115th Annual Conference - Honolulu, Hawaii
Friday, November 10 - Sunday, November 12, 2017

Docu-Fusion: Unwrapping Chef’s Table’s Relationship to the Cooking Show and Documentary

Josie Glore, University of Southern California

In this paper, I will analyze how Chef’s Table employs the locational and aim-oriented spectra identified in the cooking show genre while simultaneously utilizing the functions of documentary in a way that allows it to reside within both genres. 

Proposal:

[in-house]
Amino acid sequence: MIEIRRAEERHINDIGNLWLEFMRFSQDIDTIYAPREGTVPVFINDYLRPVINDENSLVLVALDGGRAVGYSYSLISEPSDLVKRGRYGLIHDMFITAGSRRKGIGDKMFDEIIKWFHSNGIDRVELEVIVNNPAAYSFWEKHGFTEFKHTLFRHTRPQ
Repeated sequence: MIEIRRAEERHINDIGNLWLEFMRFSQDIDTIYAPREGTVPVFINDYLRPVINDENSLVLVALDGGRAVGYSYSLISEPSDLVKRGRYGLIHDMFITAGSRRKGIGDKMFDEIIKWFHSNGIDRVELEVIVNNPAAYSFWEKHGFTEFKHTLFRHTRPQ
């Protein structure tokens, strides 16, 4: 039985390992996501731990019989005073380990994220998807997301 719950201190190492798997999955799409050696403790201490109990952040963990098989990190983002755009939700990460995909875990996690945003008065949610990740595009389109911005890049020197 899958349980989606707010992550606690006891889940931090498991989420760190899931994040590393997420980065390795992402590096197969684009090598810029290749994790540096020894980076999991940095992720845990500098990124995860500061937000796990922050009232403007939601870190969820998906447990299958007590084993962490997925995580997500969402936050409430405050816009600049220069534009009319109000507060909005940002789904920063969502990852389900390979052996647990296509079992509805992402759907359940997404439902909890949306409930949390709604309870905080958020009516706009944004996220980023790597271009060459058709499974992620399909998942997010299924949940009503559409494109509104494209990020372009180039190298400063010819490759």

In 2015, Netflix released just its second docu-series since the platform began producing its own original content in 2013. The series, entitled Chef’s Table, has since produced two follow-on seasons, as well as its own Paris spinoff show, indicating its relative success within the currently packed landscape of television streaming. Each episode profiles a different renowned chef, traveling across different continents to tell the stories of its subjects and the food that they create. It is tempting and perhaps even logical at first glance to divorce Chef’s Table from the cooking show genre and cleanly and firmly label it instead as a documentary about cooking. In his review of the first season of the series—which my analysis will focus on—Neil Genzlinger, for instance, writes, “It has been years since a cooking show could get by with merely demonstrating how to prepare a particular dish, but these days a lot of entries in the genre are tarted up absurdly.... ‘Chef’s Table,’ an elegant six-part docu-series Netflix offers beginning Sunday, goes refreshingly in the opposite direction” (Genzlinger). The nuance here is that, while Genzlinger does implicitly acknowledge Chef’s Table as a cooking show, he also suggests that it transcends the boundaries of the genre to become a fully-fledged documentary. In this paper, I will analyze how Chef’s Table employs the locational and aim-oriented spectra identified in the cooking show genre while simultaneously utilizing the functions of documentary in a way that allows it to reside within both genres. Ultimately, what emerges from this fusion is that, rather than presenting food as an object of consumption, the series instead at least strives to focus on the chef as subject of admiration and study.

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